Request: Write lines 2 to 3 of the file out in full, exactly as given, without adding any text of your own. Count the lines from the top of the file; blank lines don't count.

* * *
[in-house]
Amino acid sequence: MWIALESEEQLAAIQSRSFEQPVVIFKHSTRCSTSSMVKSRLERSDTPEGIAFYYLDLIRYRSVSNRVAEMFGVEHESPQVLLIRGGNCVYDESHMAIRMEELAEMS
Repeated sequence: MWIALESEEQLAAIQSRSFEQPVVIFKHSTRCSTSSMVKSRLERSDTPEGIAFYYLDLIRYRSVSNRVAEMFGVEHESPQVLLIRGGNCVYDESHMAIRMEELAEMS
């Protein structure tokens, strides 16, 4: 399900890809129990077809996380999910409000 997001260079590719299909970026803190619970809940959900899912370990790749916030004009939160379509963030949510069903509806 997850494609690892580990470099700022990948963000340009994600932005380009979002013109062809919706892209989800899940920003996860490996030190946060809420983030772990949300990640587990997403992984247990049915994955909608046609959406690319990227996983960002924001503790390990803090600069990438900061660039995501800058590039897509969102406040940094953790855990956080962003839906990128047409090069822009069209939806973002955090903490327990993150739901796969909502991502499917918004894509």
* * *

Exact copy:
Amino acid sequence: MWIALESEEQLAAIQSRSFEQPVVIFKHSTRCSTSSMVKSRLERSDTPEGIAFYYLDLIRYRSVSNRVAEMFGVEHESPQVLLIRGGNCVYDESHMAIRMEELAEMS
Repeated sequence: MWIALESEEQLAAIQSRSFEQPVVIFKHSTRCSTSSMVKSRLERSDTPEGIAFYYLDLIRYRSVSNRVAEMFGVEHESPQVLLIRGGNCVYDESHMAIRMEELAEMS